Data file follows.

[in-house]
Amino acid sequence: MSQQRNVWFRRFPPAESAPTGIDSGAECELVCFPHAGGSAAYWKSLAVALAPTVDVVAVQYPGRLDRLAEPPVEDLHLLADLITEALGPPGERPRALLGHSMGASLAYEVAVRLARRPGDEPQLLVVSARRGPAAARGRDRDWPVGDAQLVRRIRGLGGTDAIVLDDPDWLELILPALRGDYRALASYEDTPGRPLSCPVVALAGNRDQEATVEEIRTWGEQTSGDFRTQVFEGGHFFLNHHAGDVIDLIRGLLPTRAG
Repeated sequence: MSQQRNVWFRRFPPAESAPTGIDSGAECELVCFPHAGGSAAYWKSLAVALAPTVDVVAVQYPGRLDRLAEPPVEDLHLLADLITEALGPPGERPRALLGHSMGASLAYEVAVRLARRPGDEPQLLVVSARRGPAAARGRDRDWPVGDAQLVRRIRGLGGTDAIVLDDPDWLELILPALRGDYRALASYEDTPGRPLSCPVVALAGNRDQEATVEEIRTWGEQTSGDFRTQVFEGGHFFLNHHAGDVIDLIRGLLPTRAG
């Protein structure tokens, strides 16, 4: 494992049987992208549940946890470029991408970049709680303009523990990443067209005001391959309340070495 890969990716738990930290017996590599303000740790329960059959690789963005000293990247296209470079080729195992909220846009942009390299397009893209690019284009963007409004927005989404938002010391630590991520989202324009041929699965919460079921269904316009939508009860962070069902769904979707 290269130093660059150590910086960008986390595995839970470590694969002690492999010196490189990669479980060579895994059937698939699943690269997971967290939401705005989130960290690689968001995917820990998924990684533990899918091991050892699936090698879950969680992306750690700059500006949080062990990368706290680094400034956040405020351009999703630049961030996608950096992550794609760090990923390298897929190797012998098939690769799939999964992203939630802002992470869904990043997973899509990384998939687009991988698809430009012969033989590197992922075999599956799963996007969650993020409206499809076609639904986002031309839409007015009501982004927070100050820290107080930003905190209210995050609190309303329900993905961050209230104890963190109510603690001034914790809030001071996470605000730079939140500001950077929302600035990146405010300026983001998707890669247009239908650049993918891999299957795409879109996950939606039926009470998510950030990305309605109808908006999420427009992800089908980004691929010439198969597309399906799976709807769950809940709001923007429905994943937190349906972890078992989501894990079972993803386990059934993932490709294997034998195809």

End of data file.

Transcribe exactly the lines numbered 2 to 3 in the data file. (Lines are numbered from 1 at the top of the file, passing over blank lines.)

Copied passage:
Amino acid sequence: MSQQRNVWFRRFPPAESAPTGIDSGAECELVCFPHAGGSAAYWKSLAVALAPTVDVVAVQYPGRLDRLAEPPVEDLHLLADLITEALGPPGERPRALLGHSMGASLAYEVAVRLARRPGDEPQLLVVSARRGPAAARGRDRDWPVGDAQLVRRIRGLGGTDAIVLDDPDWLELILPALRGDYRALASYEDTPGRPLSCPVVALAGNRDQEATVEEIRTWGEQTSGDFRTQVFEGGHFFLNHHAGDVIDLIRGLLPTRAG
Repeated sequence: MSQQRNVWFRRFPPAESAPTGIDSGAECELVCFPHAGGSAAYWKSLAVALAPTVDVVAVQYPGRLDRLAEPPVEDLHLLADLITEALGPPGERPRALLGHSMGASLAYEVAVRLARRPGDEPQLLVVSARRGPAAARGRDRDWPVGDAQLVRRIRGLGGTDAIVLDDPDWLELILPALRGDYRALASYEDTPGRPLSCPVVALAGNRDQEATVEEIRTWGEQTSGDFRTQVFEGGHFFLNHHAGDVIDLIRGLLPTRAG